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Hunter, Oliver, Jr.
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UH - Houston History Project. Hunter, Oliver, Jr.. April 19, 2007. Special Collections, University of Houston Libraries. University of Houston Digital Library. Web. April 20, 2014. http://digital.lib.uh.edu/collection/houhistory/item/1288.

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UH - Houston History Project. (April 19, 2007). Hunter, Oliver, Jr.. Oral Histories from the Houston History Project. Special Collections, University of Houston Libraries. Retrieved from http://digital.lib.uh.edu/collection/houhistory/item/1288

Disclaimer: This is a general citation for reference purposes. Please consult the most recent edition of your style manual for the proper formatting of the type of source you are citing. If the date given in the citation does not match the date on the digital item, use the more accurate date below the digital item.

UH - Houston History Project, Hunter, Oliver, Jr., April 19, 2007, Oral Histories from the Houston History Project, Special Collections, University of Houston Libraries, accessed April 20, 2014, http://digital.lib.uh.edu/collection/houhistory/item/1288.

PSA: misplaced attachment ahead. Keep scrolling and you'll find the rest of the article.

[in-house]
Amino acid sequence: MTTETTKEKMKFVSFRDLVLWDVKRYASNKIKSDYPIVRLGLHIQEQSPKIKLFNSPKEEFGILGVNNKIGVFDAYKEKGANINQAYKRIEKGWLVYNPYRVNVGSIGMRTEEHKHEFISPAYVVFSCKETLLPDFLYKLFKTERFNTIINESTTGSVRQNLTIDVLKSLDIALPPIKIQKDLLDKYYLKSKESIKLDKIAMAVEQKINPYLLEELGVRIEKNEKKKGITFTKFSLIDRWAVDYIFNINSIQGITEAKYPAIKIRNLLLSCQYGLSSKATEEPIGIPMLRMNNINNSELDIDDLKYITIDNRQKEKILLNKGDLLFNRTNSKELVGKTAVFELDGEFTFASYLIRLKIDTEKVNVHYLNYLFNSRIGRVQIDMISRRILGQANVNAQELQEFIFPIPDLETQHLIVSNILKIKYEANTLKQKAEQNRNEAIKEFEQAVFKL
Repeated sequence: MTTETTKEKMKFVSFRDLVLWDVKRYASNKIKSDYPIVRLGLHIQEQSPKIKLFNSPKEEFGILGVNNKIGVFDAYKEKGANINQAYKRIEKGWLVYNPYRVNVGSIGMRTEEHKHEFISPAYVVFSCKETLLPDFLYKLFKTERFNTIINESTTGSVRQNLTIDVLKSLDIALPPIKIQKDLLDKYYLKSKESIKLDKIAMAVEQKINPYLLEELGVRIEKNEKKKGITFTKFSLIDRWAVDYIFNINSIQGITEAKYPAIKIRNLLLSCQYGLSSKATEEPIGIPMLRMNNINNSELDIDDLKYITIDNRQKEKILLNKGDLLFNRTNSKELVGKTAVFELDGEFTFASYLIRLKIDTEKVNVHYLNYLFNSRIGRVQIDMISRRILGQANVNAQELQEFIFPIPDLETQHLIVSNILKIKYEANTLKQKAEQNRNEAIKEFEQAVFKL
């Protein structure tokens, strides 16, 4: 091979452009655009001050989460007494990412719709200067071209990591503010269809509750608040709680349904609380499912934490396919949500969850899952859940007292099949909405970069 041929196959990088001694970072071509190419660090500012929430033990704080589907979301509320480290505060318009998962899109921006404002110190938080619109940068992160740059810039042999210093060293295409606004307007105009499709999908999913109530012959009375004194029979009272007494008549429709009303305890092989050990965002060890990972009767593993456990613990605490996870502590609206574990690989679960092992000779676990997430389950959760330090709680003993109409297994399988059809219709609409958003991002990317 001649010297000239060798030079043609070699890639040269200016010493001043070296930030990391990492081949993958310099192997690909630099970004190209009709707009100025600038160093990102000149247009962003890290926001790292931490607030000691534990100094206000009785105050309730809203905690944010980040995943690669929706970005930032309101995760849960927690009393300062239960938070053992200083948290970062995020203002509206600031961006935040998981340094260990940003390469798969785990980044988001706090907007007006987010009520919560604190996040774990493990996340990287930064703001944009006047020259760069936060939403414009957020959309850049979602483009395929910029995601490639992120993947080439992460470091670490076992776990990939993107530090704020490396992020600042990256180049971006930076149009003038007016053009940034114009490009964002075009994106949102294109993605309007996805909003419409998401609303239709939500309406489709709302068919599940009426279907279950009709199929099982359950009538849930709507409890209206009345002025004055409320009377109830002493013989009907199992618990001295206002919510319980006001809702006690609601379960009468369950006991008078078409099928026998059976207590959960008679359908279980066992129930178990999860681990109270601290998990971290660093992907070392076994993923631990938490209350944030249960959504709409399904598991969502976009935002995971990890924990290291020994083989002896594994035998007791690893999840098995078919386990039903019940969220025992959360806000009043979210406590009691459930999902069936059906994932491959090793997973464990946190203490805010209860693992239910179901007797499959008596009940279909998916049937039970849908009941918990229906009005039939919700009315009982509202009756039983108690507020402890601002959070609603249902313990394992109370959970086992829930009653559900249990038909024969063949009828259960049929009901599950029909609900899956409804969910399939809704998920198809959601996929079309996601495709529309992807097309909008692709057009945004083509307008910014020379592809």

Disclaimer: This is a general citation for reference purposes. Please consult the most recent edition of your style manual for the proper formatting of the type of source you are citing. If the date given in the citation does not match the date on the digital item, use the more accurate date below the digital item.

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Title Hunter, Oliver, Jr.
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  • UH - Houston History Project
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  • Myers, Vicki
Date April 19, 2007
Subject.Topical (LCSH)
  • African American studies
Subject.Name (LCNAF)
  • Hunter, Oliver C., Jr.
Subject.Geographic (TGN)
  • Houston, Texas
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  • interviews
Language English
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  • application/pdf
Original Item Location ID 2006-005, Box 10, HHA 00638
Original Collection Oral Histories - Houston History Project